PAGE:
Medical workers pose for photos after seeing cured patients off at the Wuchang temporary hospital in Wuhan, central China's Hubei Province, March 10, 2020. (Xinhua/Xiao Yijiu)
By RJ Thomsen
Every year the tax-payer funded Public Broadcasting Service (PBS) receives over $26 million dollars from Congress through the Corporation for Public Broadcasting. In return, PBS pledges to “serve the public interest through content that informs, educates, inspires, and entertains.” In addition to this, PBS “content must be responsive solely to the needs of the public—not to the interests of funders,” which would include Congress. Yet PBS appears to be allowing the influence of one of its funders, the U.S. government, to control what makes it on air and what doesn’t.
In order to fairly serve the needs of the public, PBS should stop censoring Peter Getzels’ "Voices from the Frontline: China’s War on Poverty," which could serve to educate people in the U.S. on important strategies and policies for successfully combating poverty. It would also serve as an important perspective on China that diverges from the overtly biased Frontline episode “China’s COVID Secrets.” Taken together, this blatant censorship and overt bias call into question PBS’s journalistic integrity, editorial credibility, and their overall mission as a professional broadcasting service independent from undue government influence and propaganda efforts.
The Frontline episode “China’s COVID Secrets,” uses framing, editing, and musical cues that emphasize its contributors' most critical conjectures about China’s handling of COVID while downplaying and ignoring less sinister yet more logical interpretations. The episode consistently frames China’s caution around spreading misinformation as a repressive series of cover-ups rooted in Chinese culture and history. This framing demonizes and pathologizes Chinese culture as naturally repressive and authoritarian, which becomes the underlying explanation for any mistake made by Chinese officials or citizens.
This frames the rational caution and typical confusion of an epidemic as a sort of sinister malfeasance, like in the parts of the episode focused on Dr. George Gao, head of the Chinese Center for Disease Control and Prevention. While one of Dr. Gao’s closest contacts in medicine in the U.S. tells Frontline, “I don’t think he was duplicitous, I think he was just wrong,” the episode digs further, suggesting that he was acting carelessly or maliciously by not releasing the sequences of the virus sooner. Yet just a minute or two earlier in the episode, they detail an instance where a lab identified the virus as SARS itself; while it turned out the lab had just made a mistake, “the results quickly started circulating among doctors at Wuhan Central Hospital.” This very story shows how misinformation can rapidly spread, illuminating the benefits of Dr. Gao’s caution in verifying the results from labs sequencing the virus before sharing the information with the public and the global community.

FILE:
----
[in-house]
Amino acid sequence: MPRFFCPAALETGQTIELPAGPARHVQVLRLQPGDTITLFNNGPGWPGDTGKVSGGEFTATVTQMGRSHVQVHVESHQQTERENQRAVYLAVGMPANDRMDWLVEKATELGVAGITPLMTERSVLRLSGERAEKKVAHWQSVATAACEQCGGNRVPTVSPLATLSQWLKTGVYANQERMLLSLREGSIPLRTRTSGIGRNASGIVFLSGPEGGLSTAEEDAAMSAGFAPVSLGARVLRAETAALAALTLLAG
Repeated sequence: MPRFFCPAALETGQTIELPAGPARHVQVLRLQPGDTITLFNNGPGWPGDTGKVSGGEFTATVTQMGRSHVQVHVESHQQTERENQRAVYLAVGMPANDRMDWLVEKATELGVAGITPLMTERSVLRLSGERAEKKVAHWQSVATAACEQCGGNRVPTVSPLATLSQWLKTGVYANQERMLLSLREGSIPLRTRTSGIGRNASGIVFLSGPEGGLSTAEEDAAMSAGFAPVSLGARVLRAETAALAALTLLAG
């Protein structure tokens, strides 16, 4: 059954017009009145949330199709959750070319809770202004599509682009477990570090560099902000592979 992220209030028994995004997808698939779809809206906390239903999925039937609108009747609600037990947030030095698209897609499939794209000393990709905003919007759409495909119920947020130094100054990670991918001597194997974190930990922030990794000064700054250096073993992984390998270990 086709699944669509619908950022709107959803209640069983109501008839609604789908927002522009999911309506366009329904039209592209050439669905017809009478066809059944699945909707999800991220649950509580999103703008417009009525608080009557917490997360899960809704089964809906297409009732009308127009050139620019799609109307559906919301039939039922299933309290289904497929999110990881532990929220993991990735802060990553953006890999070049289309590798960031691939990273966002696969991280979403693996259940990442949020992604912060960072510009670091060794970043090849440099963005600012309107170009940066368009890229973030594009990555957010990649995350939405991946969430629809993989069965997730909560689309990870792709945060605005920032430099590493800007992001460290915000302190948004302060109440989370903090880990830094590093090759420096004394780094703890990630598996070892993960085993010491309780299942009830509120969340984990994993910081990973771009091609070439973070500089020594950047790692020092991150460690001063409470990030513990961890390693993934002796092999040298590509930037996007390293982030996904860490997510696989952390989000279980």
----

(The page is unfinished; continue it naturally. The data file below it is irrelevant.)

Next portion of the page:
While Dr. Gao is criticized for his caution and initial restraint in releasing information, members of the media who spread similarly inaccurate views that downplayed the potential significance of the virus, like New York Times writer Sui-Lee Wee, are not criticized and are presented in the Frontline episode as experts, despite showing less restraint by quickly pushing out unverified information to the masses.
As the episode continues, Chinese authorities’ caution and restraint is again distorted, this time as a lack of transparency with the World Health Organization (WHO) and the global community. Frontline makes these claims despite the fact that the WHO publicly praised China for their transparency, choosing to frame this praise as the WHO trying to “coax them to cooperate.”
In fact, the dark and ominous tone of the episode, along with the extreme judgement of Chinese officials’ private communications, illustrates why China would be cautious in sharing information. Any information China shared would be scrutinized not just by scientists but by pundits, biased journalists, and politicians like Donald Trump, who relentlessly used the virus to spread violent Sinophobic propaganda and misinformation in an attempt to extract concessions in his trade war.